Yes, in fact GANs work well if you avoid doing this and stick to using them in distribution, but then all you have is a model that learns the distribution of inputs that you've given the model. The same is true of diffusion models: they just give you a Langevin diffusion-like way of generating samples from a probability distribution. In the end, you can simplify all of these models as taking many pairs of (image, description) and then learning distributions such as P(image), P(image | description), etc.

This method, however, has several limitations if you try to generalize it to training a superhuman intelligence:

  1. The stakes for training a superhuman intelligence are much higher, so your tolerance of making mistakes is much lower. How much do you trust Stable Diffusion to give you a good image if the description you give it is sufficiently out of distribution? It would make a "good attempt" by some definition, but it's quite unlikely that it would give you what you actually wanted. That's the whole reason there's a whole field of prompt engineering to get these models to do what you want!

    If we end up in such a situation with respect to a distribution of P(action | world state), then I think we would be in a bad position. This is exacerbated by the second point in the list.

  2. If all you're doing is learning the distribution P(action humans would take | world state), then you're fundamentally limited in the actions you can take by actions humans would actually think of. You might still be superhuman in the sense that you run much faster and with much less energy etc. than humans do, but you won't come up with plans that humans wouldn't have come up with on their own, even if they would be very good plans; and you won't be able to avoid mistakes that humans would actually make in practice. Therefore any model that is trained strictly in this way has capability limitations that it won't be able to get past.

    One way of trying to ameliorate this problem is to have a standard reinforcement learning agent which is trained with an objective that is not intended to be robust out of distribution, but then combine it with the distribution P such that P regularizes the actions taken by the model. Quantilizers are based on this idea, and unfortunately they also have problems: for instance, "build an expected utility maximizer" is an action that probably would get a relatively high score from P, because it's indeed an action that a human could try.

  3. The distributional shift that a general intelligence has to be robust to is likely much greater than the one that image generators need to be robust to. So on top of the high stakes we have in this scenario per point (1), we also have a situation where we need to get the model to behave well even with relatively big distributional shifts. I think no model that exists right now is actually as robust to distributional shift as much as we would want an AGI to be, or in fact even as much as we would want a self-driving car to be.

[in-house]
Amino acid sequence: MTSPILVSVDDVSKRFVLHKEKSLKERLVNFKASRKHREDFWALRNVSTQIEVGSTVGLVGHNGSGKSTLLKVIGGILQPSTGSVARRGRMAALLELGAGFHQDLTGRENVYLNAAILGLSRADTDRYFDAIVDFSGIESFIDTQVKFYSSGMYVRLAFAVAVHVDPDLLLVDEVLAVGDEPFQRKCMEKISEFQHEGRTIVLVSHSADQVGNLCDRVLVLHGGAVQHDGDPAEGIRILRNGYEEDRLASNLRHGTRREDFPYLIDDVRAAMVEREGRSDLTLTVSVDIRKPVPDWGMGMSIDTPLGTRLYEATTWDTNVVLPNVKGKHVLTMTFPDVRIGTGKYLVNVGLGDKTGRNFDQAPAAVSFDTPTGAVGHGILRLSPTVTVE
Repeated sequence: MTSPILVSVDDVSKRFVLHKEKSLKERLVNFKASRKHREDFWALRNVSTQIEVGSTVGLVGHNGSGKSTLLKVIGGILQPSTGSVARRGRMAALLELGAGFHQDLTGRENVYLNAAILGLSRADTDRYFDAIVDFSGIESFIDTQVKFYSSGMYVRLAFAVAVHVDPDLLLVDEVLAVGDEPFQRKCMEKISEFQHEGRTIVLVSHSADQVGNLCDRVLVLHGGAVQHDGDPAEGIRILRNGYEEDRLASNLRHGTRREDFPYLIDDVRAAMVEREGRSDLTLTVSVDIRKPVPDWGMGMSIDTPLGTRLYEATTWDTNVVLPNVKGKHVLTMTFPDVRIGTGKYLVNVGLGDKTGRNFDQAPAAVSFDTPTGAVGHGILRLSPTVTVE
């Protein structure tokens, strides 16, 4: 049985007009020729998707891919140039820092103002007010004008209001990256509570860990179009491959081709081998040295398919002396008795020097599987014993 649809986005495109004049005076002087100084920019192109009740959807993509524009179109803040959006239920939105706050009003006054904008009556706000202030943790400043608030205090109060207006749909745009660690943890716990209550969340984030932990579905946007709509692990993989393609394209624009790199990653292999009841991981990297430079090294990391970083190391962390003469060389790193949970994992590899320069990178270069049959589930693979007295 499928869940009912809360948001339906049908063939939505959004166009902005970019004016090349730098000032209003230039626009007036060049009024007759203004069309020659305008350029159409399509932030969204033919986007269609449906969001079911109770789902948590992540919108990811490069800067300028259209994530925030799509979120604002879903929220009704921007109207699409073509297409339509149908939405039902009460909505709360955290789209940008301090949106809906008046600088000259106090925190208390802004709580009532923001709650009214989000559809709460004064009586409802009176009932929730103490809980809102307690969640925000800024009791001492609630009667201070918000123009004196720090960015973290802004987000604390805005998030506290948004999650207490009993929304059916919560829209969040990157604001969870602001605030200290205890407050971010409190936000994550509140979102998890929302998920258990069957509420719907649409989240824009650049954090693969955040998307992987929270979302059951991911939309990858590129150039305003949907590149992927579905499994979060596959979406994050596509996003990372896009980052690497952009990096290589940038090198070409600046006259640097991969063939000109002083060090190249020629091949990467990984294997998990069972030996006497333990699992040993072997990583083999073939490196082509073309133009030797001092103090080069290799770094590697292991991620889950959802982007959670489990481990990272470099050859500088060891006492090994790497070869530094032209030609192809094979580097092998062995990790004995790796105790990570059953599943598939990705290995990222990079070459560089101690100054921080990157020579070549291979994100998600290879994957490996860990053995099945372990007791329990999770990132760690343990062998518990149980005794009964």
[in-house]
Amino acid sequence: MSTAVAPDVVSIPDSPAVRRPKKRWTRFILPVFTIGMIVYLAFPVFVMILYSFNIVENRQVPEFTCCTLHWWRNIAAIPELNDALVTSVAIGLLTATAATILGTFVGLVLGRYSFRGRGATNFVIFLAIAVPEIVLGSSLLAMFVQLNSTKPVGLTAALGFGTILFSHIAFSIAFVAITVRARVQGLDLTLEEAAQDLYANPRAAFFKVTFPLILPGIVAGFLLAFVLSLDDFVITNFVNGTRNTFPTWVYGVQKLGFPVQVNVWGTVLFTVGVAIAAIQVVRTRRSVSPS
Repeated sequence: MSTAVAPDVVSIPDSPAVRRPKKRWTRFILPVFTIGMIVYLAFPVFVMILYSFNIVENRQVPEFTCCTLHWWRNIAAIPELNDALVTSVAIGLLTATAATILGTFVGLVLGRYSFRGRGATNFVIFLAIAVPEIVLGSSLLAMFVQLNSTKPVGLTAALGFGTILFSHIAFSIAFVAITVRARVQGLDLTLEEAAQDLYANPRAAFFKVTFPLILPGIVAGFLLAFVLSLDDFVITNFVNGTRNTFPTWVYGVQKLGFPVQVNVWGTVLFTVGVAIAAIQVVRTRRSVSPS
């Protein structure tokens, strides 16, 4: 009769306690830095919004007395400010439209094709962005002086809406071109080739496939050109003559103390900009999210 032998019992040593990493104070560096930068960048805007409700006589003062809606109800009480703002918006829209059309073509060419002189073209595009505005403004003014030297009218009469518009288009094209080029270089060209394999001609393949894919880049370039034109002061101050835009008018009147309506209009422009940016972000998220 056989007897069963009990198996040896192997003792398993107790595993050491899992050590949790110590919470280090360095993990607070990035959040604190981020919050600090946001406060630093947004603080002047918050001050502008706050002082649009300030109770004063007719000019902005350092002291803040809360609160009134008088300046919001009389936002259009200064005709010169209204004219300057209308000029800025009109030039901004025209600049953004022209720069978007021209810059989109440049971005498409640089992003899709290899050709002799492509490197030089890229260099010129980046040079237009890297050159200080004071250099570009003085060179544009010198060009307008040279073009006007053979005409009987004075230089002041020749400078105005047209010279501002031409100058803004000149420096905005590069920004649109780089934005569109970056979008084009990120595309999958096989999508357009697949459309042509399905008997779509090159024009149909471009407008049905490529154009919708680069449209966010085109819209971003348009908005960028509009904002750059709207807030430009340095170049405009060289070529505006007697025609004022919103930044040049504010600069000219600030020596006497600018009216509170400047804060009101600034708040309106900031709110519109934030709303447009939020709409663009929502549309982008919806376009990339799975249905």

4. Unlike any other problem we've tried to tackle in ML, learning the human action distribution is so complicated that it's plausible an AI trained to do this ends up with weird strategies that involve deceiving humans. In fact, any model that learns the human action distribution should also be capable of learning the distribution of actions that would look human to human evaluators instead of actually being human. If you already have the human action distribution P, you can actually take your model itself as a free parameter Q and maximize the expected score of the model Q under the distribution P: in other words, you explicitly optimize to deceive humans by learning the distribution humans would think is best rather than the distribution that is actually best.

    No such problems arise in a setting such as learning human faces, because P is much more complicated than actually solving the problem you're being asked to solve, so there's no reason for gradient descent to find the deception strategy instead of just doing what you're being asked to do.

Overall, I don't see how the fact that GANs or diffusion models can generate realistic human faces is an argument that we should be less worried about alignment failures. The only way in which this concern would show up is if your argument was "ML can't learn complicated functions", but I don't think this was ever the reason people have given for being worried about alignment failures: indeed, if ML couldn't learn complicated functions, there would be no reason for worrying about ML at all.

I agree with this, but for the reason you specified I think that precision would be of greater utility elsewhere.

Not for the purposes of Tegmark's calculation. Did you check how he uses this number?

If you think it's higher than 50% but lower than 80%, it seems like there isn't much room there to me?